Calcutta: Former India captain and chief selector Dilip Vengsarkar, who’d been the first to announce he’ll make a (fresh) bid for the Mumbai Cricket Association president’s post, has been forced to wait and watch.
All because three heavyweights from the world of politics — Union minister Sharad Pawar, Maharashtra chief ministerPrithviraj Chavan and senior BJP leader Gopinath Munde — have directly or indirectly made known their interest in the same position.
Besides, the Shiv Sena is a fairly important behind-the-scenes player.
“Nominations are to be filed on Friday... There’s still time, so let’s see... At this stage, I wouldn’t like to say anything more,” Vengsarkar told The Telegraph on Monday.
Perhaps, Vengsarkar doesn’t have a choice at this stage. He’s got to wait for the politicians to lay their cards on the table.
In a straight contest, Vengsarkar lost to Vilasrao Deshmukh, who is no more, in the last (biennial) elections, on July 15, 2011.
Deshmukh, a former Maharashtra chief minister, was then a Union minister. His two-year term is being completed by Ravi Savant, who has recently been made a vice-president of the Board of Control for Cricket in India (BCCI).
This time, the elections and the AGM have been scheduled for October 18.
Till the Mazgaon Cricket Club recently nominated Chavan to be its representative at “all meetings” of the Association, it was assumed that Pawar (Parsee Pioneer) would face no opposition in his quest for a second innings as president.
That may still be so, as there’s talk that Pawar has reached an “understanding” with the Congress’ Chavan. Pawar’s Nationalist Congress Party and the Congress are partners in ruling Maharashtra.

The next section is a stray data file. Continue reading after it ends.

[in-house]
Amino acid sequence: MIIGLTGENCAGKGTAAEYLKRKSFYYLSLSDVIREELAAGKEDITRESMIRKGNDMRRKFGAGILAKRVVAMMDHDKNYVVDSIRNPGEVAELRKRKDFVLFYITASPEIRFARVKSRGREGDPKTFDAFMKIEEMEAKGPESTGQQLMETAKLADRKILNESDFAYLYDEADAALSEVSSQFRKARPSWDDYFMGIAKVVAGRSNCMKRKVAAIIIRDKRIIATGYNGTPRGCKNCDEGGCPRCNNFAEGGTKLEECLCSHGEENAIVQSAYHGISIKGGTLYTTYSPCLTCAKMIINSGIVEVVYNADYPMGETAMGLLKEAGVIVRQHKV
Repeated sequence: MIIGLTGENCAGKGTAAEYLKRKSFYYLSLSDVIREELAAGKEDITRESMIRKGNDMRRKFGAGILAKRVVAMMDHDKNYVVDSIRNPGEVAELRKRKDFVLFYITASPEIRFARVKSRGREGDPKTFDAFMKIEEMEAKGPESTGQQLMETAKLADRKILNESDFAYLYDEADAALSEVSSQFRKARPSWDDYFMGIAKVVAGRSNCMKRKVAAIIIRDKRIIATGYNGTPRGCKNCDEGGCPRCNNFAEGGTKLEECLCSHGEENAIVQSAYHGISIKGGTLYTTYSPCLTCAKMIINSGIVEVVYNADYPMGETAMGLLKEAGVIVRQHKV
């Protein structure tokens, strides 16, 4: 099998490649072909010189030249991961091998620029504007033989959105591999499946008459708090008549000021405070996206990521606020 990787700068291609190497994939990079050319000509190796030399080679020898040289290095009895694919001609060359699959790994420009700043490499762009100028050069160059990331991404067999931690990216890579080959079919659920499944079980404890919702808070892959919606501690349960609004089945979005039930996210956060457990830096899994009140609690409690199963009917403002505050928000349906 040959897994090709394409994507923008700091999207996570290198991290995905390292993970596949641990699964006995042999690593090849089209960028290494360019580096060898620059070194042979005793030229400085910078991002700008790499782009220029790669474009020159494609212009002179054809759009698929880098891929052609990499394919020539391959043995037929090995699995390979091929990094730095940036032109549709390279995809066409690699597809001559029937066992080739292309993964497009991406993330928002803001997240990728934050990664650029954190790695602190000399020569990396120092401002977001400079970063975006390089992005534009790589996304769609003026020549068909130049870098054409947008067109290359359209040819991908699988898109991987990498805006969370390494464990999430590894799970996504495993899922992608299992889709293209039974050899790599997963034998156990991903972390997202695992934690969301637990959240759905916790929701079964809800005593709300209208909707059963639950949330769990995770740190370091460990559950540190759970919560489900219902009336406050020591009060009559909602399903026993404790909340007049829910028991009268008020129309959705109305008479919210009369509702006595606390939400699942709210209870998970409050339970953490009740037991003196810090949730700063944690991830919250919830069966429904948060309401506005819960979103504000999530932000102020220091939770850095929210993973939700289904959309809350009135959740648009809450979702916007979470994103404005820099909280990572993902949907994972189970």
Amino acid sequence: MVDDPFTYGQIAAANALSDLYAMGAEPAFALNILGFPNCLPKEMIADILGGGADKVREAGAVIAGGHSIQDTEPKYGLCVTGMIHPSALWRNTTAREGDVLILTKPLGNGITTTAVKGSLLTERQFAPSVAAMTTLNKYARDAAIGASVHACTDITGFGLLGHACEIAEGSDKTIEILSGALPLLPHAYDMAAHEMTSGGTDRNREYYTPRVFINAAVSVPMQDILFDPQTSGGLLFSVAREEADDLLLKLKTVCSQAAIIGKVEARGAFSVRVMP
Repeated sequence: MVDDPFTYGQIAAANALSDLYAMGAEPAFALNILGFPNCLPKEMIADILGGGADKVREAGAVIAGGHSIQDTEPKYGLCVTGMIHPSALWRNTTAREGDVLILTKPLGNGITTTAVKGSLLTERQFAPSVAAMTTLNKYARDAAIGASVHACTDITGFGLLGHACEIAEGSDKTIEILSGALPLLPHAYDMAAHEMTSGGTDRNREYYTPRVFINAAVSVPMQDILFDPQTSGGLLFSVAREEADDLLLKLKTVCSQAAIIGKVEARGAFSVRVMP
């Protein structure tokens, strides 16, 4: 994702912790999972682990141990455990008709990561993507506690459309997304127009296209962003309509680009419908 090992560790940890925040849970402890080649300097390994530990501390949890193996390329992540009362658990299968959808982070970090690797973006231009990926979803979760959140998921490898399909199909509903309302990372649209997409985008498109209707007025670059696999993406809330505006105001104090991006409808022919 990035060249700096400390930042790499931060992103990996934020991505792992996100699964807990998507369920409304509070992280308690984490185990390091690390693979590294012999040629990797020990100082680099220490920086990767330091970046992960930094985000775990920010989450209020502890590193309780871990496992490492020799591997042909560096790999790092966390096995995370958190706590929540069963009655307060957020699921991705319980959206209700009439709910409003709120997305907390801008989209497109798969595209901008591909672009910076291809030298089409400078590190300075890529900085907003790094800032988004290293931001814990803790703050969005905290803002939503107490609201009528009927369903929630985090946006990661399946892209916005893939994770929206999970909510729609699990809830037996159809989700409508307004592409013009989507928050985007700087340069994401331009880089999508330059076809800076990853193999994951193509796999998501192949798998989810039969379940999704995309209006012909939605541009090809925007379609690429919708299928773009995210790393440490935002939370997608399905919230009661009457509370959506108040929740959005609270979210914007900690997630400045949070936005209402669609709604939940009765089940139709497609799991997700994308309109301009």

If the “understanding” bit is correct, where does that leave Munde (Stylo Cricketers’ representative)? There was no clear answer till the evening, leaving the Vengsarkars to “study” the situation.
Eventually, Munde could settle for the one of the two vice-president’s posts.
As has been mentioned more than once over the past few months, Pawar has a bigger game plan and wants to again take charge of the BCCI.
Pawar is not only a former president of the BCCI, he’s headed the International Cricket Council too.
There was a time when Pawar, now 72, was an aspirant for the Prime Minister’s chair. But he’s been settling for much less.
For now, everybody involved with the Association is awaiting verdicts from two courts on Tuesday — the Bombay High Court and the City Civil Court.
Prof. Ratnakar Shetty (Bombay High Court) and Mayank Parekh have challenged an amendment by the Association which bars those employed by the BCCI from contesting elections.
Apparently, the amendment was passed by the Association’s 10-member managing committee and not the general body at a special sitting, as is required.
Both Prof. Shetty and Parekh have termed it an unconstitutional act.
Prof. Shetty, who is at loggerheads with Savant, is the BCCI’s general manager (game development). Parekh is executive assistant to Narayanswamy Srinivasan, who controls the BCCI.
While Prof. Shetty is an old hand at the Association, Parekh “runs” a clutch of clubs who’re part of the 300-plus electorate.
Tuesday, then, is a big day for the fraternity in India: The Supreme Court will pass an order in one case, courts in Mumbai on an entirely different issue.